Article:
Hardy Plumbing
September 13, 2006

Soon to Close on Capurso

"What are we buying, all of Montauk?" Presiding Officer Bill Lindsay (D. Holbrook) joked. No, local Legislator Jay Schneiderman replied, as the legislature moved forward with the unanimous adoption of five resolutions culminating an acquisition effort that spans nearly a decade.

As first reported in The Independent last summer, Schneiderman sponsored a measure calling for the public purchase of what's known as the Capurso property in Montauk.

With individual parcels in the just over seven-acre site under separate names within the family, the legislature needed to pass a package of bills to move the acquisition forward. On Monday, the legislator noted that one of the resolutions needs to be re-titled and voted on again. He'll try to bring it up when the body meets next Tuesday.

Adjacent to the Montauk Downs State Park, and with state and town-owned properties nearby, the land is rife with wetlands and long believed to be a burial site for Native Americans. Ancient burial grounds are still visible through tall grass on town land abutting the site.

"Carl Fisher didn't call this road Gravesend for nothing," Lisa Grenci, chair of the Montauk Citizens Advisory Committee said on Friday, "It's because of the Indian graves there." Calling the property "the last of the last" Grenci said she was thrilled to learn the acquisition finally worked its way through the process.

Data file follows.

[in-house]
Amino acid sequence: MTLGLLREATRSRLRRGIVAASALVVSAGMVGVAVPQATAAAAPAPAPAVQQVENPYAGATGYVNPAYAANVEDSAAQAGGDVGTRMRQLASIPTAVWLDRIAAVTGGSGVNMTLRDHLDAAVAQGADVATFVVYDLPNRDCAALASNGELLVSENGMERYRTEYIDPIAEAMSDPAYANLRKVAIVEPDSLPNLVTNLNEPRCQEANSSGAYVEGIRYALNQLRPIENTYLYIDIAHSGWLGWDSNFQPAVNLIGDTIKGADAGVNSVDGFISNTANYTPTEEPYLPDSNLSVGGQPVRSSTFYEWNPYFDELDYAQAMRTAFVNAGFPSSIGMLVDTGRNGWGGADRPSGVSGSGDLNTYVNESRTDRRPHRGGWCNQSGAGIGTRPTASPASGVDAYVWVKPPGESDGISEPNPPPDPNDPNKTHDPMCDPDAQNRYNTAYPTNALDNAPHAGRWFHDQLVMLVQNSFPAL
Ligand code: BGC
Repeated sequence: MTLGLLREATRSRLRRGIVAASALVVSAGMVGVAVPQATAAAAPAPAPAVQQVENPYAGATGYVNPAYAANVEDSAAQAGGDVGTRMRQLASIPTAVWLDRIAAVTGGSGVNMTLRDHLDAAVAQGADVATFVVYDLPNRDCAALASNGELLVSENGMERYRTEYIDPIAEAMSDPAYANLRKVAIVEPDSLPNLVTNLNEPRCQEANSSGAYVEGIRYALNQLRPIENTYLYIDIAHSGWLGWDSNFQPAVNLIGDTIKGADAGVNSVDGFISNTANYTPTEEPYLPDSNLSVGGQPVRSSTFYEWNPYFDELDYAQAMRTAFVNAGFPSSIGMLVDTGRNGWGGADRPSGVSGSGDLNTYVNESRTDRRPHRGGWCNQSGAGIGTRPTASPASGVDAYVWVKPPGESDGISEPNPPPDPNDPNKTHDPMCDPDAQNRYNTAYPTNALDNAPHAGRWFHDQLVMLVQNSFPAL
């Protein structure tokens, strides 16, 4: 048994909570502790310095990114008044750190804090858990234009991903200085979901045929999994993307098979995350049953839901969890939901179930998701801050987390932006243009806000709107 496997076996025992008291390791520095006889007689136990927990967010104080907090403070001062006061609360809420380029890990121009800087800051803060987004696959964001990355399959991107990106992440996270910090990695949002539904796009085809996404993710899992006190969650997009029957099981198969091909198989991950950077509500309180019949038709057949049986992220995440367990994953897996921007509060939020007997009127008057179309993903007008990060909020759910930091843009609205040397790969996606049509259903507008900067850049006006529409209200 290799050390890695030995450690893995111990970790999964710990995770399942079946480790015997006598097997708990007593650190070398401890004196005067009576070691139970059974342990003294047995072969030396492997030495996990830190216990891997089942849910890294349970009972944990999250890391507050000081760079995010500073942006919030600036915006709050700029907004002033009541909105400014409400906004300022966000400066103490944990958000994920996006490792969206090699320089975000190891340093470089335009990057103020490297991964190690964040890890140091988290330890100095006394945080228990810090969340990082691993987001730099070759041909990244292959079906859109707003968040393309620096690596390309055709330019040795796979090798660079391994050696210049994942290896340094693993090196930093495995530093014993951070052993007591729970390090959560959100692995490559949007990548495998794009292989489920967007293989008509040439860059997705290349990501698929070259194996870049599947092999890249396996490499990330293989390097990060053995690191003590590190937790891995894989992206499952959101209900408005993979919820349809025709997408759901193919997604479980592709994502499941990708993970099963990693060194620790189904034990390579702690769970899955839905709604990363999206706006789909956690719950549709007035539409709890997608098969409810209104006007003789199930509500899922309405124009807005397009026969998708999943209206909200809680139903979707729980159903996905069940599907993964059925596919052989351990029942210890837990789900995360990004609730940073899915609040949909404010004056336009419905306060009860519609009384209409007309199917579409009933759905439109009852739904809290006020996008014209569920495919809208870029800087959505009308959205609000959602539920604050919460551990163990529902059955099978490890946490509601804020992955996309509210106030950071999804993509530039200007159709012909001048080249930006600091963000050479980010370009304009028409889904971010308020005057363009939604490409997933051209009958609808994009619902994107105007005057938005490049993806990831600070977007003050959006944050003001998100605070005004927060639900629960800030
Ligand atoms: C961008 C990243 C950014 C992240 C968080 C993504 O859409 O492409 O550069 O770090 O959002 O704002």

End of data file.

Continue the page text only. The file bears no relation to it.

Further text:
It hasn't been a smooth ride. Back in the mid 90s the property and its potential residential development were the center of controversy. There were lawsuits and allegations of political shenanigans, not to mention a purported desecration of sacred burial grounds. In fact, in his role on the East Hampton Town Zoning Board of Appeals, Schneiderman himself was among officials named in a suit.

A 14-lot subdivision was approved and trouble began when family members Ralph, Edna and Ralph Capurso Jr., along with Jay Burke, sought a special permit to clear access to the land. Before granting the permit, the ZBA directed the applicants to conduct a thorough archeological analysis of the land.

Of the three known major burial grounds in Montauk, one is right next to the Capurso land. Town consultants opined the cemetery's boundaries extended into Capurso land. Archeologists Janie Rees-Miller and Robert Miller suggested the property hosts graves dating as far back as the 1650s.

Then-Supervisor Cathy Lester sought to acquire the land, but an offer was rejected. In a combined purchase with the county, East Hampton Town and Suffolk will share a $4.42 million cost. A last lot of the 14 is still in negotiations.

In a release last week, Schneiderman said, "This acquisition closes what has been a very rocky chapter in the history of these parcels. The preservation of the Capurso property will ensure that one of Montauk's and Suffolk County's most archeologically and ecologically sensitive sites, a site that is of significant cultural importance to members of the Montaukett Indian Tribe, remains in pristine condition for the benefit of future generations." Schneiderman lauded colleagues on the legislature for supporting his bills.

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